Resources / Covid 19

8 Resources to Help You Manage the Changing College Admissions Landscape During COVID-19

female student studying

Updated May 15, 2020


Whether you’re a high school student attending college in the fall or planning to apply to college in the future, you are probably grappling with all of the changes to the college admissions landscape resulting from COVID-19. Here are 8 resources to help you manage the uncertainty, get through the end of the school year, and keep up with these changes.

1. Stay on Top of Changing College Information

Social distancing and shelter-in-place orders have caused colleges to alter admission and testing requirements, orientation events and tours, on-campus housing arrangements, and more. The National Association of College Admissions Counseling (NACAC) has published a college status report containing up-to-date college information, including plans and policies related to test scores, transcripts, deposit deadlines, and more.

The Chronicle of Higher Ed is tracking colleges’ plans for reopening in the fall.

2. Make Your College Choice

Some colleges are giving students more time to respond to admissions offers and make the required deposit. If you are still in the process of making your college choice, visit CollegeData for some last-minute pointers about choosing a college for the right reasons and what to do after you’ve picked a college.

3. Prep Last-Minute for AP Tests

Due to the coronavirus, students are taking AP exams at home throughout the month of May. Be sure to consult the AP website for details about specific tests.

Need some study motivation? Check out College Board’s series of AP videos.

4. Improve Your Transcript

If you’re a sophomore or junior looking to add some rigor to your transcript this summer, consider signing up for an Advanced Placement class. Visit CollegeData for tips on selecting an online AP class and a list of online AP course-providers.

5.  Sign Up for College Admissions Tests

Taking the SAT or ACT? ACT is preparing to support test centers that are cleared to administer the ACT on June 13, 2020 and will during the week of May 26 notify students and announce all test center closings and cancelations for the June 13 test date. For more information, visit the ACT website.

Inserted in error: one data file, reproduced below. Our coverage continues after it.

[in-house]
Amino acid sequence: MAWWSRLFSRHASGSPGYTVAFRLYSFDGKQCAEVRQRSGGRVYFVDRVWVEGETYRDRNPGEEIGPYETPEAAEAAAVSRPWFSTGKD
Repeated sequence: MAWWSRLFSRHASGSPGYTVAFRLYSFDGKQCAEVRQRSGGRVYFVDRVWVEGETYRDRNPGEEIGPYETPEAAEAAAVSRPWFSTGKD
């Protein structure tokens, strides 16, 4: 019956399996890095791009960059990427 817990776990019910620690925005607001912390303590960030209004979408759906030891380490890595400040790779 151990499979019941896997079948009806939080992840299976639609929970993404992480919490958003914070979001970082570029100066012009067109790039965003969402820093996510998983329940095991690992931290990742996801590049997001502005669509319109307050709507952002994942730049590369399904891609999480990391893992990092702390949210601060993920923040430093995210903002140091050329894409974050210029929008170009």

The College Board has cancelled the June 6, 2020 administration of the SAT and SAT Subject Tests and will provide weekend SAT administrations every month through the end of the year if it is safe from a public health standpoint, beginning in August and including a newly-added September test date. Students can register for these tests starting in May and fee waivers will be accepted from eligible students. Visit the College Board website for more SAT information and updates.

6. Create Soothing Places to Study

Research has shown that listening to music--especially ambient music--can reduce stress and improve focus, especially while studying. And these days, when places to study are limited, a musical escape might provide just the study motivation you need. Here’s a video featuring four hours of ambient music (plus breathtaking scenery) to help you hit the books during finals week or just relax.

7. Make Time for Study Breaks with Disney-Themed Study Snacks

Although Disneyland is closed during the coronavirus pandemic, it has released recipes for some of the park’s most popular treats to make at home: Dole Whip and Disneyland Churros.

8. Continue Your Scholarship Search

Did you miss a scholarship deadline? You may still have time to apply. Some scholarships for college have extended their deadlines due to the pandemic. Visit CollegeData’s free scholarship search, Scholarship Finder, featuring more than 595,000 awards.

CollegeData wishes all of you, your families and loved ones, good health and safety during the COVID-19 pandemic.  For more updates regarding COVID-19, go to the CDC’s COVID-19 website.

We try to make content available to you on that you may find helpful. The content may include articles, opinions and other information provided by third parties. If we can reasonably fact check articles provided by third parties and information used in those articles, we will. However, opinions of third parties are their own, and no fact checking is possible. The content on may not apply to you or your situation. We recommend that you refrain from acting or not acting on the basis of any content contained on without consulting with your parents, high school counselors, admissions representatives or other college counseling professionals. We will not be liable for the content on or your actions based on any content on